WHY: Though it hardly boasts the most original story, “You’re Next” is a much-needed shot in the arm for the horror genre that succeeds thanks to a clever mix of black humor and brutal violence. Despite some well-placed laughs, however, the film is not a horror comedy by any means. And though it’s not jump-out-of-your-seat scary either, it does squeeze a good deal of suspense from the legitimately frightening home invasion setup. Like most horror movies, it starts out slow, but once director Adam Wingard gets rid of all the dead weight and Vinson’s heroine clicks into survival mode, the film never looks back. There are some really inventive kills on display, and the “Home Alone”-esque traps that Erin sets for the masked assailants makes you wish that more horror victims were as smart and resourceful as she is. The acting isn’t that great, the characters have their share of blonde moments, and the twists are a little predictable for anyone paying attention, but genre fans could only wish that more horror movies were as much fun to watch as this.

EXTRAS: In addition to a pair of audio commentaries (one with director Adam Wingard and writer Simon Barrett, and another with Wingard, Barrett and actors Sharni Vinson and Barbara Crampton), there’s a fairly decent making-of featurette.

FINAL VERDICT: RENT

“The Spectacular Now”

WHAT: When his longtime girlfriend dumps him, hard-partying high school senior Sutter Keely (Miles Teller) hooks up with resident nice girl Aimee Finecky (Shailene Woodley). Though she’s nothing like the girls he usually dates, Aimee’s unwavering positive attitude might be just what Sutter needs to get his life back on track.

WHY: It shouldn’t come as much of a surprise that “The Spectacular Now” was written by the same duo behind the excellent “(500) Days of Summer,” because both films are really well-crafted relationship dramas that don’t pull their punches. Though I’m getting a little tired of seeing Teller play the same Vince Vaughn-type wild child, he’s perfectly cast in the role, making Sutter just likable enough to root for him, despite the fact that he’s a bit of an asshole and pretty clueless about his alcohol problem. It certainly helps that Woodley was cast as his romantic counterpart, because the actress is almost angelic-like in the way that she radiates life. Granted, it’s a little ridiculous to have someone as gorgeous as Woodley play the unpopular girl, but if nothing else, she proves here that her award-nominated role in “The Descendants” wasn’t a fluke. The movie also features some great supporting performances – especially Kyle Chandler in a short but effective cameo – but without Teller and Woodley in the lead roles, it wouldn’t be quite so, well, spectacular.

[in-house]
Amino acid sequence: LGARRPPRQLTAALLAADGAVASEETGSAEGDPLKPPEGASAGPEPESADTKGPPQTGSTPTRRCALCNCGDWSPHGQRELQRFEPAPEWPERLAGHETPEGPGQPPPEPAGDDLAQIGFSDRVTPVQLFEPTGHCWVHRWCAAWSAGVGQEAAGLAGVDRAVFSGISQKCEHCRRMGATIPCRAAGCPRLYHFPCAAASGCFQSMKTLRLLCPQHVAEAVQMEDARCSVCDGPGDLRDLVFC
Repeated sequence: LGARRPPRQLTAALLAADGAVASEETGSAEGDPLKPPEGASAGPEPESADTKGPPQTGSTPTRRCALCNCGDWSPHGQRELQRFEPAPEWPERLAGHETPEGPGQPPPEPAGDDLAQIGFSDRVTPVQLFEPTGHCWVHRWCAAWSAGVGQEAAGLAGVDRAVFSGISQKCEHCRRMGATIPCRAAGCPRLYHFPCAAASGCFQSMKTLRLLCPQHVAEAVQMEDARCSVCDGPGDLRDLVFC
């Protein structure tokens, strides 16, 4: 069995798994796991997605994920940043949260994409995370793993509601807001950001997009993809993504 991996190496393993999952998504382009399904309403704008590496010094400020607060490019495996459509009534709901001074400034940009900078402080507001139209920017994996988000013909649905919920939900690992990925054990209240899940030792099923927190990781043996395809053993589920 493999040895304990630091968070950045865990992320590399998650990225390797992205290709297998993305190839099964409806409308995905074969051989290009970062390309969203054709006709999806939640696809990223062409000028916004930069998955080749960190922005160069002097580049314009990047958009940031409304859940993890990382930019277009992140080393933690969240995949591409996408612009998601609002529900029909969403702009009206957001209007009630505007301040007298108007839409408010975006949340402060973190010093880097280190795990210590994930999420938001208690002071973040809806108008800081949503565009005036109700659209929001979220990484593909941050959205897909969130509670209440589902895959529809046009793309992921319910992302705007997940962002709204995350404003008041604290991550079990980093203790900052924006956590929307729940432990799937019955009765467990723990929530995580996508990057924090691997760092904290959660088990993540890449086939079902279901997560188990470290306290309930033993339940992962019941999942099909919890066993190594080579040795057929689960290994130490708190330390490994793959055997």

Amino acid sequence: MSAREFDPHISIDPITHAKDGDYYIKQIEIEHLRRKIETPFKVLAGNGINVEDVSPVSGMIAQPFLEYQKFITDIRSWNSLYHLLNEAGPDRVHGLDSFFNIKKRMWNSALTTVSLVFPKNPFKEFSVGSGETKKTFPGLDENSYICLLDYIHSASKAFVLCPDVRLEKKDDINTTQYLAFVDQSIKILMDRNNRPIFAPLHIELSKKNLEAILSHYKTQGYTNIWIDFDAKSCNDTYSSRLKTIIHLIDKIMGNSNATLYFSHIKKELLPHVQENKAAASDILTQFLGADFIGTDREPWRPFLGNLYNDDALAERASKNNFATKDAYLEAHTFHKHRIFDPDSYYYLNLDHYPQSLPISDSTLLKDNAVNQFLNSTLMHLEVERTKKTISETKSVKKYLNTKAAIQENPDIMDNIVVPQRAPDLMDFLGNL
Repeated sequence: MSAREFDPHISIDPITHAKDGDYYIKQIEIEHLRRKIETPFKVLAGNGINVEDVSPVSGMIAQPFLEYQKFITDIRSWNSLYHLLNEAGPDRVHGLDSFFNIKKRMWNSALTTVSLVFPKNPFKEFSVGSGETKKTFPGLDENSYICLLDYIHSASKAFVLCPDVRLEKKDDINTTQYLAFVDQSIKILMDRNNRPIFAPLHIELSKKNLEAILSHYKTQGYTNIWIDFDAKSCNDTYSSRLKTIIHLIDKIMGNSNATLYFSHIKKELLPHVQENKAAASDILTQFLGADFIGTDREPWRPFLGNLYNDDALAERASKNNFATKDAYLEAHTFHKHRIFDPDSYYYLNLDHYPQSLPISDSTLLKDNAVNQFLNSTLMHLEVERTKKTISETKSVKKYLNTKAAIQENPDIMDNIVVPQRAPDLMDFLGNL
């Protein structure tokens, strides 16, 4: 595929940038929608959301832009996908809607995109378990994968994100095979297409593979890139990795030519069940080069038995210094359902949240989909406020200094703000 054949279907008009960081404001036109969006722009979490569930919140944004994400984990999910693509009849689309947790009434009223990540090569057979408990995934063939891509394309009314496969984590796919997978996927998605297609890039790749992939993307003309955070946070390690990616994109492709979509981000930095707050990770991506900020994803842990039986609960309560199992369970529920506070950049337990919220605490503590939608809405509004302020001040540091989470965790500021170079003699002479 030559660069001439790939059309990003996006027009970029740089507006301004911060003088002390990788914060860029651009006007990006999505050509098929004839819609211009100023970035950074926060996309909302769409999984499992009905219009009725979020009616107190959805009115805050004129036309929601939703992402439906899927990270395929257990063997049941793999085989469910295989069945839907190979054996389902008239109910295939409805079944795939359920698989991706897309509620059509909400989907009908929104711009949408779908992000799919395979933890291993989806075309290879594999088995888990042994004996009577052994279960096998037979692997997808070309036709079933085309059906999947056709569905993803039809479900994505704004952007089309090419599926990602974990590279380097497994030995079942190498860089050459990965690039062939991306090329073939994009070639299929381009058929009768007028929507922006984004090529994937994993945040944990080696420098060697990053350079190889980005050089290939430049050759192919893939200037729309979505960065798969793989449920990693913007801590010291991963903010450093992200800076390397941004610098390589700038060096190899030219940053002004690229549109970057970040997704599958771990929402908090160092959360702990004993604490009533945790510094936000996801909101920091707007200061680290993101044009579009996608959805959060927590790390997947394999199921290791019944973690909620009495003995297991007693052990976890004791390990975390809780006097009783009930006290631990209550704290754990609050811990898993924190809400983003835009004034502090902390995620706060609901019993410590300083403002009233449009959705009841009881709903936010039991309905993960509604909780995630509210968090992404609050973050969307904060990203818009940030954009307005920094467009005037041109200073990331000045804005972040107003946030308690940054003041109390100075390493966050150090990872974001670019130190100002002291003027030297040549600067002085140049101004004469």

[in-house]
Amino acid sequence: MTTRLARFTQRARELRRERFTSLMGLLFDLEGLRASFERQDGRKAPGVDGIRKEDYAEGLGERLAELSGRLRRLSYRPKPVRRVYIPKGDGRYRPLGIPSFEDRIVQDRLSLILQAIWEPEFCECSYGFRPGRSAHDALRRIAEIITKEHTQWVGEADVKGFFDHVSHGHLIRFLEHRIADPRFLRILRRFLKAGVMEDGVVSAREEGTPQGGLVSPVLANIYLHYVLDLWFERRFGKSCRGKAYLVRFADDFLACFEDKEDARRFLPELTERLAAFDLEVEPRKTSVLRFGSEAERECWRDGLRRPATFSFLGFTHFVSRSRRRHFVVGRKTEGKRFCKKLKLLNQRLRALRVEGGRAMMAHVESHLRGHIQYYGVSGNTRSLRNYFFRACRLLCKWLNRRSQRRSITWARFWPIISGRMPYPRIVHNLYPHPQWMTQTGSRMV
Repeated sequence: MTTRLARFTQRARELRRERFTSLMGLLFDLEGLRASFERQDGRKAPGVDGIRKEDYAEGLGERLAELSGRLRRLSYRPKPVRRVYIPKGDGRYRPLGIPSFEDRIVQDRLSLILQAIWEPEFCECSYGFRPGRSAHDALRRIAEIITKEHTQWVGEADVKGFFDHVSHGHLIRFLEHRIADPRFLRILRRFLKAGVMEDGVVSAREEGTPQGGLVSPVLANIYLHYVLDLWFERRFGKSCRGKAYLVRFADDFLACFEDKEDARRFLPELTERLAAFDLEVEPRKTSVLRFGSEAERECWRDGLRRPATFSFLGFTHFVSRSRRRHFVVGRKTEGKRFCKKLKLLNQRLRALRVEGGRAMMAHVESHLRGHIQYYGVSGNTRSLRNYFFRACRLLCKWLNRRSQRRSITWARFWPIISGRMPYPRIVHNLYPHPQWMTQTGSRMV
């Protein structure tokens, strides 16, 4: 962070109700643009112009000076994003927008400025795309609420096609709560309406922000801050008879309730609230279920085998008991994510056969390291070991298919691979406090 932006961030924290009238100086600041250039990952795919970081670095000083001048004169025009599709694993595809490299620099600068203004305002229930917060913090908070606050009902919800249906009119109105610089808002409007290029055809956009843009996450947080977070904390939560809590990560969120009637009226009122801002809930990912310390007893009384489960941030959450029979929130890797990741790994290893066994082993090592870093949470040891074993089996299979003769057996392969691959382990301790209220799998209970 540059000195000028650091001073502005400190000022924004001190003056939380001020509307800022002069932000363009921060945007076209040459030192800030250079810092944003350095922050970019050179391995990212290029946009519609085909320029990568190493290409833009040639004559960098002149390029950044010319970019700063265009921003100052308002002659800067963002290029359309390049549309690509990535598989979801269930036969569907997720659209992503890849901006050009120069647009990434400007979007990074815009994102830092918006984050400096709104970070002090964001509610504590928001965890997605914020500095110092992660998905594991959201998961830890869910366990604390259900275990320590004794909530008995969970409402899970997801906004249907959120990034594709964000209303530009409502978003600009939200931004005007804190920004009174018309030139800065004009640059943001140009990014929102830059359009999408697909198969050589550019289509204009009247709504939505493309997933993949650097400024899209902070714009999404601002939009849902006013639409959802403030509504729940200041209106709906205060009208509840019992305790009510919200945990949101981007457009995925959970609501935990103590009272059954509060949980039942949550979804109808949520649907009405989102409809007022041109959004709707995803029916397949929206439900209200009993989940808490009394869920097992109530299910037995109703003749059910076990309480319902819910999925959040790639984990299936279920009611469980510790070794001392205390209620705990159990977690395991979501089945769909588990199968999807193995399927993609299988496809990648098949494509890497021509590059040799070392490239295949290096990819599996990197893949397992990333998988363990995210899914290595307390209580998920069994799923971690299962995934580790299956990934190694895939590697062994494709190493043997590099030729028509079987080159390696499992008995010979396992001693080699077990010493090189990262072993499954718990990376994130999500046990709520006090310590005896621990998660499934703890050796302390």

EXTRAS: The Blu-ray release includes an audio commentary with director James Ponsoldt, some deleted scenes and a four-part making-of featurette.

FINAL VERDICT: RENT

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Blu Tuesday: Thanks for Sharing and Badges of Fury

Every Tuesday, I review the newest Blu-ray releases and let you know whether they’re worth buying, renting or skipping, along with a breakdown of the included extras. If you see something you like, click on the cover art to purchase the Blu-ray from Amazon, and be sure to share each week’s column on Facebook and Twitter with your friends.